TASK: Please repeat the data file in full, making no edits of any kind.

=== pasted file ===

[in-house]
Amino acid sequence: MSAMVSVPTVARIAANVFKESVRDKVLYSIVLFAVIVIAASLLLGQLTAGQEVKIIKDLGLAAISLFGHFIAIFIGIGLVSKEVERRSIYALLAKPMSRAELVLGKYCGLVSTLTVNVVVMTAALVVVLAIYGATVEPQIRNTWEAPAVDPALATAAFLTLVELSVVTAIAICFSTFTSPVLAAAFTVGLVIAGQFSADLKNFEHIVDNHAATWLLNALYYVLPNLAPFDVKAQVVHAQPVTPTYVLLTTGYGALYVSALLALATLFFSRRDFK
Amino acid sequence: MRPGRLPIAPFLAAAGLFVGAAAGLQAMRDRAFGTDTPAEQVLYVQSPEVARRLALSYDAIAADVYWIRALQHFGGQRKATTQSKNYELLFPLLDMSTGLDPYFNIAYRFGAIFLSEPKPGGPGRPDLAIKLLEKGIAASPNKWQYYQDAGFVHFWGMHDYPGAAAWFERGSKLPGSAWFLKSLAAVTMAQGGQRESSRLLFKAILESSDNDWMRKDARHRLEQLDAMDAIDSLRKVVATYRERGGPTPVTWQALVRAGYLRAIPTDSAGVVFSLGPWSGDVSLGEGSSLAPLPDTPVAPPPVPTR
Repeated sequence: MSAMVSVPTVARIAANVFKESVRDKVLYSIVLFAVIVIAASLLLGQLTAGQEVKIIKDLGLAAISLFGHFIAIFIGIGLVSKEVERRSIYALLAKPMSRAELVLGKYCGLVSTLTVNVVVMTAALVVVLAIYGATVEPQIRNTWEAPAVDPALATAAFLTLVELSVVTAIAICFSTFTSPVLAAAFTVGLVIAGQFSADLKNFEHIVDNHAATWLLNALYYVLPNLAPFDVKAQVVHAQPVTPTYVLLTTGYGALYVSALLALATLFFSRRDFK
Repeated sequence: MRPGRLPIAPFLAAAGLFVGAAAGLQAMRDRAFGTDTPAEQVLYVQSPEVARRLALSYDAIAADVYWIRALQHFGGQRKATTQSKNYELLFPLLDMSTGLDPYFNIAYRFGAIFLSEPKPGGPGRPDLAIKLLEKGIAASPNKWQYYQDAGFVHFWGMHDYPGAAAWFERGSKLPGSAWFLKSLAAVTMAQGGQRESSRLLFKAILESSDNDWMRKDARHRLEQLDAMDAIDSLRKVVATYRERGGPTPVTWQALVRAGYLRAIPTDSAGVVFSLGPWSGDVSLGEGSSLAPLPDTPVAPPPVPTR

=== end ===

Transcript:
[in-house]
Amino acid sequence: MSAMVSVPTVARIAANVFKESVRDKVLYSIVLFAVIVIAASLLLGQLTAGQEVKIIKDLGLAAISLFGHFIAIFIGIGLVSKEVERRSIYALLAKPMSRAELVLGKYCGLVSTLTVNVVVMTAALVVVLAIYGATVEPQIRNTWEAPAVDPALATAAFLTLVELSVVTAIAICFSTFTSPVLAAAFTVGLVIAGQFSADLKNFEHIVDNHAATWLLNALYYVLPNLAPFDVKAQVVHAQPVTPTYVLLTTGYGALYVSALLALATLFFSRRDFK
Amino acid sequence: MRPGRLPIAPFLAAAGLFVGAAAGLQAMRDRAFGTDTPAEQVLYVQSPEVARRLALSYDAIAADVYWIRALQHFGGQRKATTQSKNYELLFPLLDMSTGLDPYFNIAYRFGAIFLSEPKPGGPGRPDLAIKLLEKGIAASPNKWQYYQDAGFVHFWGMHDYPGAAAWFERGSKLPGSAWFLKSLAAVTMAQGGQRESSRLLFKAILESSDNDWMRKDARHRLEQLDAMDAIDSLRKVVATYRERGGPTPVTWQALVRAGYLRAIPTDSAGVVFSLGPWSGDVSLGEGSSLAPLPDTPVAPPPVPTR
Repeated sequence: MSAMVSVPTVARIAANVFKESVRDKVLYSIVLFAVIVIAASLLLGQLTAGQEVKIIKDLGLAAISLFGHFIAIFIGIGLVSKEVERRSIYALLAKPMSRAELVLGKYCGLVSTLTVNVVVMTAALVVVLAIYGATVEPQIRNTWEAPAVDPALATAAFLTLVELSVVTAIAICFSTFTSPVLAAAFTVGLVIAGQFSADLKNFEHIVDNHAATWLLNALYYVLPNLAPFDVKAQVVHAQPVTPTYVLLTTGYGALYVSALLALATLFFSRRDFK
Repeated sequence: MRPGRLPIAPFLAAAGLFVGAAAGLQAMRDRAFGTDTPAEQVLYVQSPEVARRLALSYDAIAADVYWIRALQHFGGQRKATTQSKNYELLFPLLDMSTGLDPYFNIAYRFGAIFLSEPKPGGPGRPDLAIKLLEKGIAASPNKWQYYQDAGFVHFWGMHDYPGAAAWFERGSKLPGSAWFLKSLAAVTMAQGGQRESSRLLFKAILESSDNDWMRKDARHRLEQLDAMDAIDSLRKVVATYRERGGPTPVTWQALVRAGYLRAIPTDSAGVVFSLGPWSGDVSLGEGSSLAPLPDTPVAPPPVPTR